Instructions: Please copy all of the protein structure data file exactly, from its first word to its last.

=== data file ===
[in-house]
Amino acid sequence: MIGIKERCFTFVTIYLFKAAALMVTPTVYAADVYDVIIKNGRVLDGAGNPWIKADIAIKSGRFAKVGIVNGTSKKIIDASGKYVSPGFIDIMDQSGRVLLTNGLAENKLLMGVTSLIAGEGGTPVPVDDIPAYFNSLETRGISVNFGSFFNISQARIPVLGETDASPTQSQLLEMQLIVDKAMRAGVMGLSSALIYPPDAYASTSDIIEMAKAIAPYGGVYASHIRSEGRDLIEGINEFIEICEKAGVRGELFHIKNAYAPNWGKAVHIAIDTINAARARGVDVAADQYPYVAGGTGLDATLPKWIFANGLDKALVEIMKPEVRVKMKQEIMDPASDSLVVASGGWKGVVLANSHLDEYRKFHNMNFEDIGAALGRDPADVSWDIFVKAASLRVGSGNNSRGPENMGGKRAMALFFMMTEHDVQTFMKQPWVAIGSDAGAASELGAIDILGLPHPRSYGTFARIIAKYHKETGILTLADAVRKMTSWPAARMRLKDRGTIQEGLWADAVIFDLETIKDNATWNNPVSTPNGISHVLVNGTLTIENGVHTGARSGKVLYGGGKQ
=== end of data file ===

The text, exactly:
[in-house]
Amino acid sequence: MIGIKERCFTFVTIYLFKAAALMVTPTVYAADVYDVIIKNGRVLDGAGNPWIKADIAIKSGRFAKVGIVNGTSKKIIDASGKYVSPGFIDIMDQSGRVLLTNGLAENKLLMGVTSLIAGEGGTPVPVDDIPAYFNSLETRGISVNFGSFFNISQARIPVLGETDASPTQSQLLEMQLIVDKAMRAGVMGLSSALIYPPDAYASTSDIIEMAKAIAPYGGVYASHIRSEGRDLIEGINEFIEICEKAGVRGELFHIKNAYAPNWGKAVHIAIDTINAARARGVDVAADQYPYVAGGTGLDATLPKWIFANGLDKALVEIMKPEVRVKMKQEIMDPASDSLVVASGGWKGVVLANSHLDEYRKFHNMNFEDIGAALGRDPADVSWDIFVKAASLRVGSGNNSRGPENMGGKRAMALFFMMTEHDVQTFMKQPWVAIGSDAGAASELGAIDILGLPHPRSYGTFARIIAKYHKETGILTLADAVRKMTSWPAARMRLKDRGTIQEGLWADAVIFDLETIKDNATWNNPVSTPNGISHVLVNGTLTIENGVHTGARSGKVLYGGGKQ